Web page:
Warner Music’s $765 million purchase of the Parlophone record label, which includes the rights to catalogs by Pink Floyd, Coldplay, Radiohead and Daft Punk, gives the third-biggest record label a much-needed power boost with regard to rivals Universal and Sony. Warner is the smallest of the “Big Three” record labels, providing just 20 percent of overall album sales in 2012, according to Nielsen SoundScan, but Parlophone should significantly increase that number.
“It’s going to make for a healthier, more competitive marketplace,” says Steve Greenberg, a former Warner and Sony executive who is now founder and chief executive of independent S-Curve Records. “It enables them to have more of a seat at the table, and makes it less likely that someone can start a new version of Spotify – or something we haven’t thought of yet – just with Sony and Universal.”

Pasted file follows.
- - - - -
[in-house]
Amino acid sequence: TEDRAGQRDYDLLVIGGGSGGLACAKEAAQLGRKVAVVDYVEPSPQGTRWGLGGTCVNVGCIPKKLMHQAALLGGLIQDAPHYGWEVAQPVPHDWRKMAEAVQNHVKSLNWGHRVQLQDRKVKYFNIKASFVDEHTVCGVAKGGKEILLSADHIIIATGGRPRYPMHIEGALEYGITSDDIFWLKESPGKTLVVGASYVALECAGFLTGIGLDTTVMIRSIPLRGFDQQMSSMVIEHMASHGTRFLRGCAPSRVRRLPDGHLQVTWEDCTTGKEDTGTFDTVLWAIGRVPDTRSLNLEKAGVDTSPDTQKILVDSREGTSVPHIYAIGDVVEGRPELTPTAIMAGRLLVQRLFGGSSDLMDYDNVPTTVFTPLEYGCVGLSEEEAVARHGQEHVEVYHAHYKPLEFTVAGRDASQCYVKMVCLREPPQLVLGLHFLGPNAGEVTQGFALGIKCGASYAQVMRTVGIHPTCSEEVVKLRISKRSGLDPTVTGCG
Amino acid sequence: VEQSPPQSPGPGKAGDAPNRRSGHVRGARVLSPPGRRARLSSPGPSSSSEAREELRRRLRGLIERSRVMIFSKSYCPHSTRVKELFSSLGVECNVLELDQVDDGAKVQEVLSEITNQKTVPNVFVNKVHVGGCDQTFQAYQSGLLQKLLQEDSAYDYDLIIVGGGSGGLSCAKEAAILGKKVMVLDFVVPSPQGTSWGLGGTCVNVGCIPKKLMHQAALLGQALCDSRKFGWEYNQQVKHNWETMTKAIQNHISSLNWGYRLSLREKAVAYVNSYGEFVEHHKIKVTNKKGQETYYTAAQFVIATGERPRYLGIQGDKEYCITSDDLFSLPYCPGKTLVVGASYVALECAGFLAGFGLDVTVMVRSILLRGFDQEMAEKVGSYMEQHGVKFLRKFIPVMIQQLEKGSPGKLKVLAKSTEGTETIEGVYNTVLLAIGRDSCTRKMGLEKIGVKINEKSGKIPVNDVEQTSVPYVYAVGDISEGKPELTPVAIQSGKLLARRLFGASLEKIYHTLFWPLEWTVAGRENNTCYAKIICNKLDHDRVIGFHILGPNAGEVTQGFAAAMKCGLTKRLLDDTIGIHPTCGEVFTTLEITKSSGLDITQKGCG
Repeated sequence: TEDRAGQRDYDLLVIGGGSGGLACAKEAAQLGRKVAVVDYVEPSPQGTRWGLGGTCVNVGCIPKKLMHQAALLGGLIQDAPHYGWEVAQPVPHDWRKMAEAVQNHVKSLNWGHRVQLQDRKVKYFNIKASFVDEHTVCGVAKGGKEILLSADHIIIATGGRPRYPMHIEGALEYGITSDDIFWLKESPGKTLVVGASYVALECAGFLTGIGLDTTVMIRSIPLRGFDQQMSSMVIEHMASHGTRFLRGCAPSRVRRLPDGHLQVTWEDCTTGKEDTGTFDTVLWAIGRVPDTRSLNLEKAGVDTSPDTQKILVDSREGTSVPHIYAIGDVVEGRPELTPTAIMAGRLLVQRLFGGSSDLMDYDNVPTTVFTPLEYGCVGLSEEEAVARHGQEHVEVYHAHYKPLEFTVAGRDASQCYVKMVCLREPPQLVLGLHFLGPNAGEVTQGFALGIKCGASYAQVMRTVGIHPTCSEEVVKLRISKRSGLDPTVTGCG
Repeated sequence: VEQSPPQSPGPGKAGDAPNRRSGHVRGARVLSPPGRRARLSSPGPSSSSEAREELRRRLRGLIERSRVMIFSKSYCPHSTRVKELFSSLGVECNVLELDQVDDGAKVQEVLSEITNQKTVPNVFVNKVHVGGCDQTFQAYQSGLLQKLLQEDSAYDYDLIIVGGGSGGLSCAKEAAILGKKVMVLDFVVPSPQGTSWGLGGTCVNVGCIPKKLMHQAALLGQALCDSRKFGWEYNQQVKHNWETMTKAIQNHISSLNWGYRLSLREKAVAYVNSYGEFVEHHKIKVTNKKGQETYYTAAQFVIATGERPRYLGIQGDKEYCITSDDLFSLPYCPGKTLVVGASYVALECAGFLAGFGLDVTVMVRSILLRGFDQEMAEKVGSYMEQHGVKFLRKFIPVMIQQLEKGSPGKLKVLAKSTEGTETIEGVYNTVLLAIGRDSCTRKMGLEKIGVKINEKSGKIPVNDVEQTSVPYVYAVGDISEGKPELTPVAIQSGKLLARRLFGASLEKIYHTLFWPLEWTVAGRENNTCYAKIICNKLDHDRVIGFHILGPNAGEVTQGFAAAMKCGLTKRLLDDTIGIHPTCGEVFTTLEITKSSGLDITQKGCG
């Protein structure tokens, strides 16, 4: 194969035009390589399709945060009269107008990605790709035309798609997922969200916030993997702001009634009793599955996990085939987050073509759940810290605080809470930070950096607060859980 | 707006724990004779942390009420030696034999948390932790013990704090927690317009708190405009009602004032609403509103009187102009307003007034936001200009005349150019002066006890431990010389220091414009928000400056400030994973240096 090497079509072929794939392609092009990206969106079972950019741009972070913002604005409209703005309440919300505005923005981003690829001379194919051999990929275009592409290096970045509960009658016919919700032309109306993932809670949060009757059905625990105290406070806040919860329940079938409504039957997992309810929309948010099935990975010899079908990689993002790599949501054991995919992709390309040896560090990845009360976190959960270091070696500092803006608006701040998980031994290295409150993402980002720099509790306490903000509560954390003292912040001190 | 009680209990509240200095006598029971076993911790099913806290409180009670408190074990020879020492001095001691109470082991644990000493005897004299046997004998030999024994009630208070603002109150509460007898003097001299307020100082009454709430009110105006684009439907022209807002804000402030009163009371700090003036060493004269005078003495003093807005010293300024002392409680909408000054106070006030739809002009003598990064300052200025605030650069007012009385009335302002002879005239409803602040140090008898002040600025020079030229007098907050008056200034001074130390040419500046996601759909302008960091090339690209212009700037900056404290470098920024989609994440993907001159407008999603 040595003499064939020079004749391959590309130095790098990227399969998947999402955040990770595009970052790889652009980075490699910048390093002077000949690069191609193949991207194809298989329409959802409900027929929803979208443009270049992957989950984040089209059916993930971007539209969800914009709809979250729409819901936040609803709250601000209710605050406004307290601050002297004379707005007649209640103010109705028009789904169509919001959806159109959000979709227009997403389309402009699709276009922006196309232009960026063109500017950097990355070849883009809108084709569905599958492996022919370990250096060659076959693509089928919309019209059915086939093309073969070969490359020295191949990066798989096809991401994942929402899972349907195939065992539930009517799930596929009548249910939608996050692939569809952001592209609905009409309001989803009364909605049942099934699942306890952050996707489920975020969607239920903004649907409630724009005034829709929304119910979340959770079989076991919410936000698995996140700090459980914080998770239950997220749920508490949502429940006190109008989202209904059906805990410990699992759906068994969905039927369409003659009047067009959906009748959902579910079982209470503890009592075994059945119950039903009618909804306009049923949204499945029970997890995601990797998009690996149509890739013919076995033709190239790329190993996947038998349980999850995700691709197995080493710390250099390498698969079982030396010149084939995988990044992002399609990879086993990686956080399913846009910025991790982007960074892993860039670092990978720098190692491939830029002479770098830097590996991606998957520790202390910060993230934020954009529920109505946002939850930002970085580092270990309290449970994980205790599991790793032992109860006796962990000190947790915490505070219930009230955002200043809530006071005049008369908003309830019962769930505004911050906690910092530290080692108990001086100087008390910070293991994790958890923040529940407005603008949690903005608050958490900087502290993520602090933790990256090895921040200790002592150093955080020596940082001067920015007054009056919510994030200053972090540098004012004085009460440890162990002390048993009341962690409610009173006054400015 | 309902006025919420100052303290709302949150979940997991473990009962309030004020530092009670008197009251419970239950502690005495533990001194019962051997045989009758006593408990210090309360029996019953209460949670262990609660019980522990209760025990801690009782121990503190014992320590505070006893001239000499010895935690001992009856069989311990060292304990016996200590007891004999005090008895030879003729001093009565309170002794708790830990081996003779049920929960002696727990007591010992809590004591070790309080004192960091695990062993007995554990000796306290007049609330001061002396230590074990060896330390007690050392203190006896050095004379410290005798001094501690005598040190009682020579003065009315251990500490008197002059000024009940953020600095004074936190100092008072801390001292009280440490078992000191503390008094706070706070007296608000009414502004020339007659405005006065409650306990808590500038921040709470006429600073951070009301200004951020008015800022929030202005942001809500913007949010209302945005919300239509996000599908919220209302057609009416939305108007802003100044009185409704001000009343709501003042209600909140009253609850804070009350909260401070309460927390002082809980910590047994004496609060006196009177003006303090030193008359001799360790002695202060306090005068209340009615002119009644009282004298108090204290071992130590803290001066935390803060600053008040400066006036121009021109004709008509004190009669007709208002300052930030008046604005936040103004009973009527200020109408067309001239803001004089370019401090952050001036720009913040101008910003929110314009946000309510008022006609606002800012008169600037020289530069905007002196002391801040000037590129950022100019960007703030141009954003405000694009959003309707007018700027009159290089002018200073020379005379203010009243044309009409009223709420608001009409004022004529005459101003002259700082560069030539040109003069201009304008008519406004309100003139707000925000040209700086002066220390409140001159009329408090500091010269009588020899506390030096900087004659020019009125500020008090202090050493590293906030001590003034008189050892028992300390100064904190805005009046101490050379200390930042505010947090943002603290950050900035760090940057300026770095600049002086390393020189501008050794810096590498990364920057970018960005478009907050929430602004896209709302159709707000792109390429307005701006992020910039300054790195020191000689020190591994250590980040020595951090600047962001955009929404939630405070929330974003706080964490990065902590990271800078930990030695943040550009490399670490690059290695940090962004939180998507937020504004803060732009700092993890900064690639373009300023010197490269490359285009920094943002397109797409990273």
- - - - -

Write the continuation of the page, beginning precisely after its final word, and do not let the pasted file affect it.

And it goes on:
Until 2010, the record industry revolved around four major labels – Universal, Sony, Warner and EMI. Despite its hugely profitable assets, such as the Beatles catalog and newer pop stars Katy Perry and David Guetta, EMI struggled for years before Universal took over its assets. However, late last year, European regulators stipulated that Universal must sell Parlophone over antitrust concerns. That’s when Warner stepped in.
“This is a very important milestone for Warner Music, reflecting our commitment to artist development by strengthening our worldwide roster, global footprint and executive talent,” Len Blavatnik, chairman and founder of Access Industries, Warner’s parent company, said in a statement.
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The Beatles’ catalog, which belonged to Parlophone, was not part of the sale.